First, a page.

Letting your kids know how special they are

Yet certain kinds of praise convey messages we may not want to give:

  • Praise can imply a judgment. Words such as "good," "pretty," "nice," and "beautiful" imply a comparison. When you can be "good," there is also the possibility of being "bad." When you're "nice," you could also be "mean" or "selfish." When your painting is "pretty" or "beautiful," it could also be "ugly."
  • Praise is often conditional. Because children most frequently receive praise for things they "do" or "make," rather than just for being themselves, they can end up wondering if they're okay when they are not "producing" or "achieving."
  • Praise focuses on the end result. Praise is often reserved for the culmination of the achievement or the "product," rather than for any part of the process. The struggle, the falling down, the mistakes, the hard work leading up to the achievement are not acknowledged nearly as much.
  • Praise is often inaccurate. Praise that is not descriptive of what the child is actually doing can convey to children that we're really not paying close attention. If your child has lined up all her alphabet blocks, and you respond with, "You're such a smart child," she may feel you don't really understand her intent because, in fact, she has just built a train to take all her animals home.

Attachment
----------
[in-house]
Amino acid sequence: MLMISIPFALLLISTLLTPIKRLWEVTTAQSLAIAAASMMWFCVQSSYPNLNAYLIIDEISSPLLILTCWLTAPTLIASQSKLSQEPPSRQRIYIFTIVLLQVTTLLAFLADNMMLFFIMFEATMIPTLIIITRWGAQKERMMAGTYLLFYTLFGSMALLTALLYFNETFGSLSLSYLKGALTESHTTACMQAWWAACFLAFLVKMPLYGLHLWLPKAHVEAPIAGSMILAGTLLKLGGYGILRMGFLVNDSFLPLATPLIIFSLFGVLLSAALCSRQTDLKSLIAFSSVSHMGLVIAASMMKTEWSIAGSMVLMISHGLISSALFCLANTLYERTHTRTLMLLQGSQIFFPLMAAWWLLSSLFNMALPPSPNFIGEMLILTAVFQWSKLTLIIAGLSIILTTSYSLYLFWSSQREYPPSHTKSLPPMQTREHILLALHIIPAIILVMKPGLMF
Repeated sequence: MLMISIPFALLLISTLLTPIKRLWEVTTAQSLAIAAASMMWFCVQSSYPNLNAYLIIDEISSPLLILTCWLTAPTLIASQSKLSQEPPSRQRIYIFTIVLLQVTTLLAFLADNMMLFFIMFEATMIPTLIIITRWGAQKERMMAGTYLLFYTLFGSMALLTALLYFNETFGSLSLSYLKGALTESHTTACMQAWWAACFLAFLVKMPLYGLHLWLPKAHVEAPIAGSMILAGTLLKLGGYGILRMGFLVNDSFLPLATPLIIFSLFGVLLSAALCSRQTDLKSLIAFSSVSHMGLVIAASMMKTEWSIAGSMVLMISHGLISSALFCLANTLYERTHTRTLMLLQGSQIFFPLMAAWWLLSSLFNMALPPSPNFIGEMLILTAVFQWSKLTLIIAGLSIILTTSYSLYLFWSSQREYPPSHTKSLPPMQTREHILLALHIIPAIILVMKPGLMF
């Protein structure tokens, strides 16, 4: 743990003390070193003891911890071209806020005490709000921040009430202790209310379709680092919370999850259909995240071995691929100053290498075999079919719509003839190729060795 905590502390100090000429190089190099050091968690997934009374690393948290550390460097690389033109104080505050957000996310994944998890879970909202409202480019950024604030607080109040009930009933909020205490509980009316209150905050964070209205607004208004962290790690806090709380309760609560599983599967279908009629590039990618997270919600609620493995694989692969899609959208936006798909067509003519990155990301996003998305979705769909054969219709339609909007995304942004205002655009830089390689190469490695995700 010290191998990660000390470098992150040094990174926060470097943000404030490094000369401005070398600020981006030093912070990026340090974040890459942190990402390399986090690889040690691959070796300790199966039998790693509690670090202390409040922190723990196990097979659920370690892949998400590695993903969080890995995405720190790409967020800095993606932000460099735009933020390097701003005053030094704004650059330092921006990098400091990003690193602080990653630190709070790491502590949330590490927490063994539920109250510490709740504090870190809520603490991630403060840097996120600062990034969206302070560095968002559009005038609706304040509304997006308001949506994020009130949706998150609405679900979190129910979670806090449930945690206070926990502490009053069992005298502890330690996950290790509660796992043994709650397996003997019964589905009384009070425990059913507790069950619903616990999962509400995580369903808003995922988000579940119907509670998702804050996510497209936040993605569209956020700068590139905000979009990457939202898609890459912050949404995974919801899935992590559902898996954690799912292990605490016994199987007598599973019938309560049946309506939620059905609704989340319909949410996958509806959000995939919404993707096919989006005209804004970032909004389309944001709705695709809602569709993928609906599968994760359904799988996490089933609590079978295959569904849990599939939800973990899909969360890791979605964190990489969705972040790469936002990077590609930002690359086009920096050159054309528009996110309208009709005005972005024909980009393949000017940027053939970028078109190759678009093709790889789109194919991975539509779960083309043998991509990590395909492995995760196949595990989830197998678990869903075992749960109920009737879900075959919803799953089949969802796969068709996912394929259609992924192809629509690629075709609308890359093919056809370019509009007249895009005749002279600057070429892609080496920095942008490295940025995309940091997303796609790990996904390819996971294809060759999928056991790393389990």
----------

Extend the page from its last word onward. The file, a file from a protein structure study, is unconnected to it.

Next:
As Francisco recounted: "My daughter had just painted her whole page with dark blue and red. I said to her, 'What a beautiful picture.' She turned to me and said, 'NO, IT'S NOT! IT'S A SCARY PICTURE!'"

  • Praise emphasizes external validation over internal feelings of satisfaction. Children who have grown accustomed to praise can lose touch with the inherent feelings of accomplishment that come with their achievements. As one father, Keith, recalls: "I was praised too much and ended up feeling like a trained seal. To this day, I want outside acknowledgment for every task, no matter how trivial."
  • Praise can lead to competition. When children are taught to rely on external validation for their accomplishments, they often become competitive with siblings and peers, in an attempt to win more of the recognition.
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